Vanderbilt Law Review

First Page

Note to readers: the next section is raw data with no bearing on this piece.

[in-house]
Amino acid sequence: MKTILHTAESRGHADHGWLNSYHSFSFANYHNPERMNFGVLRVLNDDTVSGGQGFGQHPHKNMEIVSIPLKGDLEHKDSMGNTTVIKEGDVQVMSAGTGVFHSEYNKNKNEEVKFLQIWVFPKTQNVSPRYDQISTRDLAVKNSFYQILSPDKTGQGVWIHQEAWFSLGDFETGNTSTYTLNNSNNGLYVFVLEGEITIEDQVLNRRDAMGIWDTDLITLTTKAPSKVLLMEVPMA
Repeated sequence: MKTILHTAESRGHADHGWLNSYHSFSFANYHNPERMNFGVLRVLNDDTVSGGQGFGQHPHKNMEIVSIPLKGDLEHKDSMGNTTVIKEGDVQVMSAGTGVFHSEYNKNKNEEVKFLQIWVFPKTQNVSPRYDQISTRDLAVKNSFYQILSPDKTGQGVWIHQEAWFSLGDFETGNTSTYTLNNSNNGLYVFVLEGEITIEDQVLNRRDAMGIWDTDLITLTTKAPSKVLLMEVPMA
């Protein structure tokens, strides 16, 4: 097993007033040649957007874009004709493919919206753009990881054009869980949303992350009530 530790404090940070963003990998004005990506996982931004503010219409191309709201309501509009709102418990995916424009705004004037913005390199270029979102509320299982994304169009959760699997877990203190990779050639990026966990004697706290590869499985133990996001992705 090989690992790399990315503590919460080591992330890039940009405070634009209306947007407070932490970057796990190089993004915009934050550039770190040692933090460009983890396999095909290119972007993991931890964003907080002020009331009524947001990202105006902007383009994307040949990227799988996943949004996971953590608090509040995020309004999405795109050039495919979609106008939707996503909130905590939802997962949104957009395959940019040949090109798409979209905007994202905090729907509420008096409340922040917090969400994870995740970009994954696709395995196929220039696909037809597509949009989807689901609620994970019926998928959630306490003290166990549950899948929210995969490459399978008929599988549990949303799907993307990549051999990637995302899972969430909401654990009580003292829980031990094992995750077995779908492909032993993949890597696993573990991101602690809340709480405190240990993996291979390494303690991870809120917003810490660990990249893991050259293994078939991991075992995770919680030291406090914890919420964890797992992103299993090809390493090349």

A dark pool, a form of Alternative Trading System ("ATS"), is a private securities trading platform that-unlike public exchanges such as the New York Stock Exchange-allows participants to execute large block trades with delayed public disclosure. As neither party in a dark market transaction is trading on the public, or "lit," market or knows the identity of its counterparty, dark market trades allow participants to trade anonymously and keep trade strategies from competitors. Further, because dark market trades do not have to be publicly disclosed in real time, the price of a given security will, theoretically, stay relatively stable as the order is filled. As such, dark market trades are said to have "reduced market impact," which generally results in more favorable overall pricing to buyers and sellers. While a number of larger banking institutions advertise "dark pool" services, these services vary widely in size and nature." Furthermore, these relatively new financial instruments have little recognition within the law. Despite the regulatory issues posed by the mortgage crisis in 2008, the Dodd-Frank Wall Street Reform and Consumer Protection Act passed in 2010 does not directly address dark pool trading within U.S. equity markets. While dark pools offer a number of benefits to both retail and institutional investors, including the supposed ability to hedge against HFT arbitrage, a number of informational and regulatory gaps brought about by dark pools' statuses as ATSs present issues to the Securities Exchange Act of 1934's goal of "protecting investors, maintaining fair, orderly and efficient markets, and facilitating the formation of capital."